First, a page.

The 52C80 SCSI controller chip is simply located at the I/O ports 320h – 327h. It’s pretty straight forward I believe. Any driver which can possibly support these I/O ports has the potential to work, as long as it supports the 8088 CPU of course. This SCSI chip originally created by NCR was such a standard creating device that I am indeed hopeful that I can find the right software for it and I risked already designing two implementations of this SCSI solution. My hope is that I can simply find a very basic ASPI driver, just like I did with the Must Systems 53C400 card, which doesn’t look for a specific BIOS to be present and then I could be able to use a NCR/Trantor SCSI disk driver to map the available SCSI DOS partitions to an available drive letter in DOS. I really don’t want to add a SCSI BIOS to my system because it would break the extremely useful cooperation between The super well debugged XT System BIOS, XT-IDE code and the HD Floppy BIOS by Sergey.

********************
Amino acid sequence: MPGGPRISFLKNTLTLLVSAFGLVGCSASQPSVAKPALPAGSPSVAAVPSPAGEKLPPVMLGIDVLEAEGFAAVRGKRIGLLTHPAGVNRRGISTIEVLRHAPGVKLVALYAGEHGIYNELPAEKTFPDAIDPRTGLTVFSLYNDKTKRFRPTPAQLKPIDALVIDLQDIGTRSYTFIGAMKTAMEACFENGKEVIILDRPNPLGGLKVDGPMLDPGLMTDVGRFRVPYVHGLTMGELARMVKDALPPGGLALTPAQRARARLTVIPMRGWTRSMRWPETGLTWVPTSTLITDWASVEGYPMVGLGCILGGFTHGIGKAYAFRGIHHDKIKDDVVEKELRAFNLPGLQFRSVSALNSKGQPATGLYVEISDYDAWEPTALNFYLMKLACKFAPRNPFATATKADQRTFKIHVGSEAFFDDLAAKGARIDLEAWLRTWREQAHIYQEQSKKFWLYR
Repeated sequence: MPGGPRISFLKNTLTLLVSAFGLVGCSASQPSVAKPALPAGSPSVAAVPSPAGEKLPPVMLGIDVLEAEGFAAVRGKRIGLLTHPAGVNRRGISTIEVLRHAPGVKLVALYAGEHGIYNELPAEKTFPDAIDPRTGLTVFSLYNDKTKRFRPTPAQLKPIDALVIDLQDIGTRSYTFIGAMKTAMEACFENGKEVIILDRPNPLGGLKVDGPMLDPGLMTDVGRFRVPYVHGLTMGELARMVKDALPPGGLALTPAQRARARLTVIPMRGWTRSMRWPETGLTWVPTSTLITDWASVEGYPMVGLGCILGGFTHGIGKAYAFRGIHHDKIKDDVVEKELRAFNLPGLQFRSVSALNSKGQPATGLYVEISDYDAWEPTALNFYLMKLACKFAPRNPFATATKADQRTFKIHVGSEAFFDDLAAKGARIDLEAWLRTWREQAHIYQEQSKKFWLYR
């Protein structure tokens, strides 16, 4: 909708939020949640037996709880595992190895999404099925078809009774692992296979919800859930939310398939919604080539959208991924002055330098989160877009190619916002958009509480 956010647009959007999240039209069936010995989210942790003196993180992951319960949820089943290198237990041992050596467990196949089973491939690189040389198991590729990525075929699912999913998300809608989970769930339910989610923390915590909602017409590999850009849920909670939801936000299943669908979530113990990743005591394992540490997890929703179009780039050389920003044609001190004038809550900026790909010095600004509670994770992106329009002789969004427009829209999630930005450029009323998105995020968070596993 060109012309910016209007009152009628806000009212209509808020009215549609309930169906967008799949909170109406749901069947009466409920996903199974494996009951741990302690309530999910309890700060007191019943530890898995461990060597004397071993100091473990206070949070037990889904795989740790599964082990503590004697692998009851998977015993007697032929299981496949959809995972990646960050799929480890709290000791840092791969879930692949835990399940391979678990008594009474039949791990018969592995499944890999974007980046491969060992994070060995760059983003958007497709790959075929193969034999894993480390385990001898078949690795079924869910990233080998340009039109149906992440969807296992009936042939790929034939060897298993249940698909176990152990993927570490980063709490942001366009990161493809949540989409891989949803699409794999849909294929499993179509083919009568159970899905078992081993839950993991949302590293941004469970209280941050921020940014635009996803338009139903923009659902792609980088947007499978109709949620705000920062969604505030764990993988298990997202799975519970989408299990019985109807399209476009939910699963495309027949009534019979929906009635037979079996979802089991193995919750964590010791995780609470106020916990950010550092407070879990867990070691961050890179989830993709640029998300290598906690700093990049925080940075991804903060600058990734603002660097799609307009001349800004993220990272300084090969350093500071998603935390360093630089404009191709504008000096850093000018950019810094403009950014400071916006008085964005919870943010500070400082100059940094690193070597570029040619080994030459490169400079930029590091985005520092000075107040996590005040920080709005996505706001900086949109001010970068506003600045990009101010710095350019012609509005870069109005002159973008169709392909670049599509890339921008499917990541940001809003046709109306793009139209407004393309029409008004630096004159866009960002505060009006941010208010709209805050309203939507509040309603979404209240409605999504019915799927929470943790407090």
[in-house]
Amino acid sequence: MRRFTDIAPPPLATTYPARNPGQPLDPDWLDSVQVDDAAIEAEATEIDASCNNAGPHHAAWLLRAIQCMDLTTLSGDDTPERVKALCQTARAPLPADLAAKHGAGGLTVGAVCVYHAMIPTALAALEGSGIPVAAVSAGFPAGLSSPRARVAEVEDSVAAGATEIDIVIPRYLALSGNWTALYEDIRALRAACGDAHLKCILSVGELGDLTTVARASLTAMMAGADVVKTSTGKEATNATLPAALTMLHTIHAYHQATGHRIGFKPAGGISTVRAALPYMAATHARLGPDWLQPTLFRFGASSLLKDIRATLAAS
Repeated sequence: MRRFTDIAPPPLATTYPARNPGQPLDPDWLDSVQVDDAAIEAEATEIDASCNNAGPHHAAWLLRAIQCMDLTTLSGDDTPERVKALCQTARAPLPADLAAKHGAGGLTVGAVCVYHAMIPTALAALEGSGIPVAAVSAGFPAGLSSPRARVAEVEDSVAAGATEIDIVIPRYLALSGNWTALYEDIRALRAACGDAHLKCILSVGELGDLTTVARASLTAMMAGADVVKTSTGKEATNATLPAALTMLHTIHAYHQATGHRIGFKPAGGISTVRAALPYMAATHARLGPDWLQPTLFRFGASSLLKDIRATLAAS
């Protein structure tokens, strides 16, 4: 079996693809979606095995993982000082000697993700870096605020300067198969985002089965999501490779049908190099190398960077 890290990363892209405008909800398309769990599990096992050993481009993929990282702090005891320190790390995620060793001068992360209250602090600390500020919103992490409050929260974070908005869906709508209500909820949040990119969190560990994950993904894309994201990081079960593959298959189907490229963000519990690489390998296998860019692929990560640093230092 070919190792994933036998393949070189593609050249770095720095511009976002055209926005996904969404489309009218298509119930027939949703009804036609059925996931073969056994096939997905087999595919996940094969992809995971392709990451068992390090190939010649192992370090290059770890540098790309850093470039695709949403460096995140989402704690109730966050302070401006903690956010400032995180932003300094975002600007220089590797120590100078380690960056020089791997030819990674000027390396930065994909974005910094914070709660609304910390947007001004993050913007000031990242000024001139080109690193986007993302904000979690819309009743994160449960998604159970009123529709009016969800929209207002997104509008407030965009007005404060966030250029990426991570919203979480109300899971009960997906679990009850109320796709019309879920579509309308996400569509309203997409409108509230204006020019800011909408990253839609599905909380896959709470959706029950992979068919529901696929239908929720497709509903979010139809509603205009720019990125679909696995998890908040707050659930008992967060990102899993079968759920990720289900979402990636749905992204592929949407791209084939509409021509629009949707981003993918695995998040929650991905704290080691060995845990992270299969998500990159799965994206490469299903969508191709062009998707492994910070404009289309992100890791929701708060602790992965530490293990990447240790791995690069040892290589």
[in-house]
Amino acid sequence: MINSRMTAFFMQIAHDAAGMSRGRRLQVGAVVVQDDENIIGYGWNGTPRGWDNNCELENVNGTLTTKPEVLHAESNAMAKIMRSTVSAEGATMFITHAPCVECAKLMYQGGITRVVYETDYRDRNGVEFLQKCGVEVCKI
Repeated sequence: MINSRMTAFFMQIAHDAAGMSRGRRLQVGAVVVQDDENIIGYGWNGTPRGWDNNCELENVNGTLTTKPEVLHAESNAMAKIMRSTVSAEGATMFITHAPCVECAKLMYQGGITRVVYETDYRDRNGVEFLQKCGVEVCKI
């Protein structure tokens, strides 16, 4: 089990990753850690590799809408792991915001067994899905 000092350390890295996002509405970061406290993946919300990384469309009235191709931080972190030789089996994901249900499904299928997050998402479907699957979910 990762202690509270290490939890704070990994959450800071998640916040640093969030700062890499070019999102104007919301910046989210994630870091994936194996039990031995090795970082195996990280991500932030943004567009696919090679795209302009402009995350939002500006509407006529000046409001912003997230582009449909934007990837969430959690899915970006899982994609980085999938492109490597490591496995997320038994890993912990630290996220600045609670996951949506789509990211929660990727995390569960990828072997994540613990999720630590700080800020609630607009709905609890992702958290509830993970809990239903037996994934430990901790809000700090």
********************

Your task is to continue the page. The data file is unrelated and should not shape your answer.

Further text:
I don’t really need or want any fancy SCSI detection or lightning fast DMA or whatever advanced programming, since the target system is a slow XT PC anyway which operates at a slow pace regardless. The more fancy the SCSI code is made, the slower the XT will become. I did find in my other SCSI tests that the combination of IDE and SCSI in the system allows for relatively fast disk copying for an XT class machine, and this offers the capability to swap an external harddisk and backup/transfer files with much ease. Since I don’t have USB in this XT system, SCSI is really the next best solid thing for external storage. The card features an internal 50 pin SCSI-1 bus, as well as a header to wire an external 25 pin SCSI port on a DB25 connector to the back of the PC. This can be somewhere on the case or on a slot bracket, whichever is most suited. SCSI termination can be switched on or off on the card by placing or removing the termination resistors and resistor packs. The simplest configuration would be an external terminated drive, and terminating the card itself, which should form a very stable SCSI system.